The Finnish government is sending mixed messages about its role in the humanitarian crisis that Europe faces today. A good example of the latter is Prime Minister Juha Sipilä’s announcement last week when he offered his home to refugees but last Friday the government unveiled plans to demote refugees that get a residence permit to second-class status.
Even if such moves are considered unconstitutional since in Finland everyone is equal before the law, we shouldn’t be surprised at what is happening because we have a populist party like the Perussuomalaiset (PS)* in government that is trying to save face on the backs of refugees and our culturally diverse community.
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Foreign Minister and PS chairman, Timo Soini, announced Friday that the government is studying the possibility of lowering grants given to asylum seekers by 37% to about 200 euros from 318 euros now.
This move is similar to what Denmark did in August, when approved by a slim vote to cut monthly benefits to refugees and other migrants by 45% from 10,849 krona (1,454 euros) to 5,945 krona (797 eur).
For those who don’t know, the Islamophobic Danish People’s Party (DPP) is calling the government shots in that country. The DPP is a close political and ideological ally of the PS.
Even if Finland will see an estimated 30,000 asylum seekers in 2015 and probably as many as 50,000 in 2016, the government is setting a poor example to them by telling taking away their rights to be treated equally in this country.
The PS, with the government’s blessings, are getting their grand prize: To demote migrant rights and fuel the ongoing atmosphere of suspicion against refugees, migrants, minorities and our culturally diverse community.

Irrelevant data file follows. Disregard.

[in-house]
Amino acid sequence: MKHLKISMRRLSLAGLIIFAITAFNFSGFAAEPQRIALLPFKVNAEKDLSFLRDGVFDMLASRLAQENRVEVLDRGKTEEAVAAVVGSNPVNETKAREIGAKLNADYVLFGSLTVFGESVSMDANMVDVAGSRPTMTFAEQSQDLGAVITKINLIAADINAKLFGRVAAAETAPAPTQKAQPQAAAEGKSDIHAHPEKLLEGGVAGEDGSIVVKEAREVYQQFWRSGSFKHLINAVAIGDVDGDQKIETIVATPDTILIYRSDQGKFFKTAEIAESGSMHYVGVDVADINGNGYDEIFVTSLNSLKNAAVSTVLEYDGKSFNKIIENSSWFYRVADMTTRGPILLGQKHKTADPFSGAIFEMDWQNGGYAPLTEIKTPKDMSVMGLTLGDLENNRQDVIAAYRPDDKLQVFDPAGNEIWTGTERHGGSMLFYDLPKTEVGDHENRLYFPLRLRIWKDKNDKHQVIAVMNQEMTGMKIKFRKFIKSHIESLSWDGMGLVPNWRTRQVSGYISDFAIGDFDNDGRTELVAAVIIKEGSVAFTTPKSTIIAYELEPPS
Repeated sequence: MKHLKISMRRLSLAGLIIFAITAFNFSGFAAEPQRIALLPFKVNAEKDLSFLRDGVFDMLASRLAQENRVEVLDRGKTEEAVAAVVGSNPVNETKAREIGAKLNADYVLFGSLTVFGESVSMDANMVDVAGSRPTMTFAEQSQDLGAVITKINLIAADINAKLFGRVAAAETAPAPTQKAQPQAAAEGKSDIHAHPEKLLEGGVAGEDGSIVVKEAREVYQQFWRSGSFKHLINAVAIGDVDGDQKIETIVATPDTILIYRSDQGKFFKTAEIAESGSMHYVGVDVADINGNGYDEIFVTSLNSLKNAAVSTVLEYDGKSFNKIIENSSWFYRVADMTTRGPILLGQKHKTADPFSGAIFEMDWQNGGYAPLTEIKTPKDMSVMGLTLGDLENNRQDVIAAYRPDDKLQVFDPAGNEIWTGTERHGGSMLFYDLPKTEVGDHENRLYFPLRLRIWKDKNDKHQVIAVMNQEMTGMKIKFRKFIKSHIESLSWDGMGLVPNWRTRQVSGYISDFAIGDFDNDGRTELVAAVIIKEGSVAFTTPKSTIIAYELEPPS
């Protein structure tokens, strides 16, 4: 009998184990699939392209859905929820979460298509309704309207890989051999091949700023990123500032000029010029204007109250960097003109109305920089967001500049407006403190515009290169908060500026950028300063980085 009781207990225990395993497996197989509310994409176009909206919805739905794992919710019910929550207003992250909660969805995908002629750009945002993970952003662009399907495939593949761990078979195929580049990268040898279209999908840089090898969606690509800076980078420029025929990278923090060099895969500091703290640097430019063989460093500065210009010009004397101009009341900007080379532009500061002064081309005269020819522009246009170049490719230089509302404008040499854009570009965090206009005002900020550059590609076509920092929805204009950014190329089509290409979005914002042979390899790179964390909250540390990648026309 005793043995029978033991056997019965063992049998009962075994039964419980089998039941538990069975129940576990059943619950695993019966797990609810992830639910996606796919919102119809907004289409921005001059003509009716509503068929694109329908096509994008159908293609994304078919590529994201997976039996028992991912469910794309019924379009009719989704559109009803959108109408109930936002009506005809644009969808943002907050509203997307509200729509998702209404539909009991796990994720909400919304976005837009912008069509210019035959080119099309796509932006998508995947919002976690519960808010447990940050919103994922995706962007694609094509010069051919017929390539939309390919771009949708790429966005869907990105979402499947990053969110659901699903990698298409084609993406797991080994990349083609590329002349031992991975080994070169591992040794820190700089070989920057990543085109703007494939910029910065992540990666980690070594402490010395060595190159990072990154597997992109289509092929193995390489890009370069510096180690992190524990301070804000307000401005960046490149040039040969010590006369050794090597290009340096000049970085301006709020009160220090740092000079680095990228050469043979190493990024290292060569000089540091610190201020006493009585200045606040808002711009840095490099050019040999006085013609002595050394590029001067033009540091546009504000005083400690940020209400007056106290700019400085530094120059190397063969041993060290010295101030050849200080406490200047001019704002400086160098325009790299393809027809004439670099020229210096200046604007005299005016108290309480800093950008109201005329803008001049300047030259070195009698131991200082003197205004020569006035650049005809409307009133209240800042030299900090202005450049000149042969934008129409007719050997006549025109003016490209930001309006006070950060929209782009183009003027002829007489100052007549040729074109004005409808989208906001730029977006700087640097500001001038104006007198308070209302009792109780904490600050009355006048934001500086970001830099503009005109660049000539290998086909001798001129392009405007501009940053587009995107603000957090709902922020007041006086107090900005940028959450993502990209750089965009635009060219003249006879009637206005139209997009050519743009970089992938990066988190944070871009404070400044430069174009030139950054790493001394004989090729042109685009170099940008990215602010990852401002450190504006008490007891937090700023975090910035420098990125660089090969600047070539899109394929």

How will the government make the second-class treatment of migrants under the integration scheme possible?
In Finland people have the right to free movement. Different municipalities offer different levels of social aid. Some are more generous than others. If the government has its way, this right to such social aid will be taken away from those that are under the three-year integration program.
Social welfare will be the same for such migrants irrespective where you live in this country.
Such steps will not only make the plight of some migrants worse in Finland, it will demote them officially to second-class members of society.
Add to that the fact that the majority of migrants live in poverty in Finland and a worrisome picture emerges.
Even if harder times are expected for everyone, both Sipilä and Alexander Stubb are showing the wishy-washy face of Finland. Their targets are women, low-income workers and migrants.
If the government had its way, it would make it as hard as possible for people fleeing war and poverty to come to Finland.
There is a good interview of Stubb in Friday’s Financial Times.
Like so many things in Finland today, Stubb is a big disappointment.
* The Finnish name for the Finns Party is the Perussuomalaiset (PS). The English names of the party adopted by the PS, like True Finns or Finns Party, promote in our opinion nativist nationalism and xenophobia. We therefore prefer to use the Finnish name of the party on our postings.